There must be something in the air in Korea that enables them to churn out so many tight cop thrillers. Whatever it is, they’ve got plenty of it, and they’re clearly making good use. Maybe it’s the fact that they’ve got so much rain, and know how dramatic well-photographed rain can look.
Bystanders leaps right into it during the opening credits, introducing the plot (a serial killer stalking schoolchildren) and the two cops, Ja-young (Shin) and her junior Dong-wook (Mun). Dong-wook is the sort of uncomplicated young cop with a pretty face and an ability to give the miscreants a good kicking, while Ja-young is a senior cop with a bad attitude and the dress sense of a bag lady.
And right up front, Shin makes it clear that her character is not just any old cop on a mission. Her very first scene, involving the apprehension of a salaryman feeling up a young girl on the train, marks her out as someone who may be admirable from a distance, but is way too spiky up close. The last thing I saw Shin in was My Wife Is A Gangster, a reasonably amusing gangster comedy, in which she played the eponymous wife. Here, she’s in full flower, as a feisty, foul-mouthed, intensely physical cop with a grudge against the whole world. There’s a minor running joke throughout the film in which various characters accuse her of being pre-menstrual, perhaps because the demeanour that was so suitable for Park Joong-hoon in Nowhere To Hide is less acceptable in a woman.
And in fact this film tackles a whole lot of societal issues along the way, including sexism, bullying, youth suicide, and dysfunctional families. But it does this simply by using those features as part of a tight plotline, without any preaching, so the social commentary is not at all odious. Ja-young’s relationship with her nephew Jin-ha is a case in point. Having unofficially adopted the orphaned boy, she alternates between handcuffing him, trying to feed him wholesome food, and shouting at him. Their scenes are uncomfortable reminders that sometimes it’s no-one’s fault, even though everyone’s unhappy.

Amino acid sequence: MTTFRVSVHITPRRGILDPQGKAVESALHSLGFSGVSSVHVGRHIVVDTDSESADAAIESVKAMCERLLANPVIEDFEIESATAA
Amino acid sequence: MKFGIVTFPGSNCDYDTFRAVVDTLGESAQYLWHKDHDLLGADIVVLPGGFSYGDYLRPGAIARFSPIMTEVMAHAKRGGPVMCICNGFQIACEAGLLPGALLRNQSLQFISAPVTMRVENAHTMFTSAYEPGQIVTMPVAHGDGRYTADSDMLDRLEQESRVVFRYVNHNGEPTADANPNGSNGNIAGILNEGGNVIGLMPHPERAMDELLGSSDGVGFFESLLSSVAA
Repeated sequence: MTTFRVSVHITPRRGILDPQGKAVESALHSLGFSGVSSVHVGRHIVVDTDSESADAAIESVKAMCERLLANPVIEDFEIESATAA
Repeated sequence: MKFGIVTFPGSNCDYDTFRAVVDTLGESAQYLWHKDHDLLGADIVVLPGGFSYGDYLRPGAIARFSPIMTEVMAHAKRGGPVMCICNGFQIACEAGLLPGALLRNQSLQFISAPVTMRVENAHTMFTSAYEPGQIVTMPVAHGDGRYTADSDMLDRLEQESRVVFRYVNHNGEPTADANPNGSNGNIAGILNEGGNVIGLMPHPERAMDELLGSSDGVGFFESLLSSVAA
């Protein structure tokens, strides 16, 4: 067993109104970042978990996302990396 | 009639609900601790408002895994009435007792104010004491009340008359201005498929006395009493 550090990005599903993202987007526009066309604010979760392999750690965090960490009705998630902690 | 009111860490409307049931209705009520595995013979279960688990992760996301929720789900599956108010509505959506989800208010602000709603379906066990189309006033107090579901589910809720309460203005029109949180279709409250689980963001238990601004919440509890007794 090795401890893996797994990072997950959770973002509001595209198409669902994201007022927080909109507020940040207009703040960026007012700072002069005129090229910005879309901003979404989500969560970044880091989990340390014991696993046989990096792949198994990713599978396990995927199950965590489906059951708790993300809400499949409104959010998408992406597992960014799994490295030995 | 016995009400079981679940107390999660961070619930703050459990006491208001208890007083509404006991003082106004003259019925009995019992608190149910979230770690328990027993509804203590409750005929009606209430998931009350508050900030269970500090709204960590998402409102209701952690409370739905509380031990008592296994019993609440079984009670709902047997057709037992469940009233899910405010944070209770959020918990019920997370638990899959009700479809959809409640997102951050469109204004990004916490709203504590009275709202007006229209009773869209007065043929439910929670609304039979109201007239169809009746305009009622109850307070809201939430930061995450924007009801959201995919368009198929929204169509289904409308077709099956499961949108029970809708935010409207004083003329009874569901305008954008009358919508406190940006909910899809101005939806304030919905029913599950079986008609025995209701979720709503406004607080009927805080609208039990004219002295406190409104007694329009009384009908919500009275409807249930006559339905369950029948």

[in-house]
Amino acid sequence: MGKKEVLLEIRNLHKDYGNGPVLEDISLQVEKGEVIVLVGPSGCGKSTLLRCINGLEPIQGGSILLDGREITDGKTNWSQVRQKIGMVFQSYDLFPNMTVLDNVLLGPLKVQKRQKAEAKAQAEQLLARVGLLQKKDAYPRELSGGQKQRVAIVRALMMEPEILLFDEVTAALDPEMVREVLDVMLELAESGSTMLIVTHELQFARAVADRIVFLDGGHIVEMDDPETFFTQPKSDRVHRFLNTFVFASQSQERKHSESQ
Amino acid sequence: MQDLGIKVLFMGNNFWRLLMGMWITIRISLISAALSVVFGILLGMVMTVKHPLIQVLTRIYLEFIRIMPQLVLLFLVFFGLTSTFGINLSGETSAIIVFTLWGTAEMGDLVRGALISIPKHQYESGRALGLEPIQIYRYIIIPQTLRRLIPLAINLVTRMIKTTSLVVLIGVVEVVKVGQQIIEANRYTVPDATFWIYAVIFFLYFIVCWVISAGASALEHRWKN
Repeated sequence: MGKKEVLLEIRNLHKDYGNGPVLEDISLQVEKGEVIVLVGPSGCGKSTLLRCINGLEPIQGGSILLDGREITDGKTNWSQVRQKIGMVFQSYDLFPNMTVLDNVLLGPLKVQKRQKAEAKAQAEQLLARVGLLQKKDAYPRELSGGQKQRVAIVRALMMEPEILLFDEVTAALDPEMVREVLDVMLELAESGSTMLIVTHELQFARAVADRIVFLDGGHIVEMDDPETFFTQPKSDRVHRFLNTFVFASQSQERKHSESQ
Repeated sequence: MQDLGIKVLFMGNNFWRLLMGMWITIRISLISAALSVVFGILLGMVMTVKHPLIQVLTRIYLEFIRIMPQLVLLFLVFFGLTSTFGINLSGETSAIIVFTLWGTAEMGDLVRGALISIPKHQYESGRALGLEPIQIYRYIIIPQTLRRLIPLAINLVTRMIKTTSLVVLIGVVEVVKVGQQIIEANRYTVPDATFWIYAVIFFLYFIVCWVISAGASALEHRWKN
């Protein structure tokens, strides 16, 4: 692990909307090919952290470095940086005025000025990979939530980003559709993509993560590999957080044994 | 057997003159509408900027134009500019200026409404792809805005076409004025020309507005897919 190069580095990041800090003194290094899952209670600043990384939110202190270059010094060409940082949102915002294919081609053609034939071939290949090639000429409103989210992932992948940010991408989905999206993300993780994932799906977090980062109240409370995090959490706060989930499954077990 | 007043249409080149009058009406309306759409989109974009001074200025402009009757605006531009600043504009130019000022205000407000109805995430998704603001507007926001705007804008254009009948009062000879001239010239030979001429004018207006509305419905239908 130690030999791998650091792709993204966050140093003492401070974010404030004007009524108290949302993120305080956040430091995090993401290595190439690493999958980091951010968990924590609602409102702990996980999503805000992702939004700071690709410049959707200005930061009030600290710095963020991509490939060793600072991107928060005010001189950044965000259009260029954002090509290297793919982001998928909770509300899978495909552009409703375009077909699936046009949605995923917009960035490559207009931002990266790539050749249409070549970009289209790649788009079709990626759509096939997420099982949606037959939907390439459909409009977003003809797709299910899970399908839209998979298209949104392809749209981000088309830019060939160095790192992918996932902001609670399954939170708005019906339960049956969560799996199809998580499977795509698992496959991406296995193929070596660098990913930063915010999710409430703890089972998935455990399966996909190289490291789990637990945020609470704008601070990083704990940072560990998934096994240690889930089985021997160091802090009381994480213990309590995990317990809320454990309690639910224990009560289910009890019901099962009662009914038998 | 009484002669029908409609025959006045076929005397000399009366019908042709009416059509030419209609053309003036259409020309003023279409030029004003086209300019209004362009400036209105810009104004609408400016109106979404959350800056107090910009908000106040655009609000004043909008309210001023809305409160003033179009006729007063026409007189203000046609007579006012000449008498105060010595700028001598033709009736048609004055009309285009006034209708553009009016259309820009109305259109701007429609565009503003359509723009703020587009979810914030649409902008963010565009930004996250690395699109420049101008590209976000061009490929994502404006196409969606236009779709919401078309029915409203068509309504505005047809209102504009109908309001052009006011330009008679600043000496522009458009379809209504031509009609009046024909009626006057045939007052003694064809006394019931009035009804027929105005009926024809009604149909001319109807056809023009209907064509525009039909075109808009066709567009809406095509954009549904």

While extremely watchable, the film is not without flaws. Several scenes are unconvincing either in terms of the characters or in terms of police process, but the tight plotline manages to carry the story regardless. And the epilogue is a little too long and serves no real plot purpose. It does, however, allow the delicately beautiful Kim Yoon-jin to demonstrate her talent for extreme emotion. Kim, whose previous films have included Shiri and Ardour, is no stranger to strong emotions, but this scene is easily one of the most wrenchingly uncomfortable I’ve seen. She captures the shuddering repugnance of forcing herself to watch something truly horrifying, and conveys it masterfully, particularly given the difficult nature of acting straight to camera.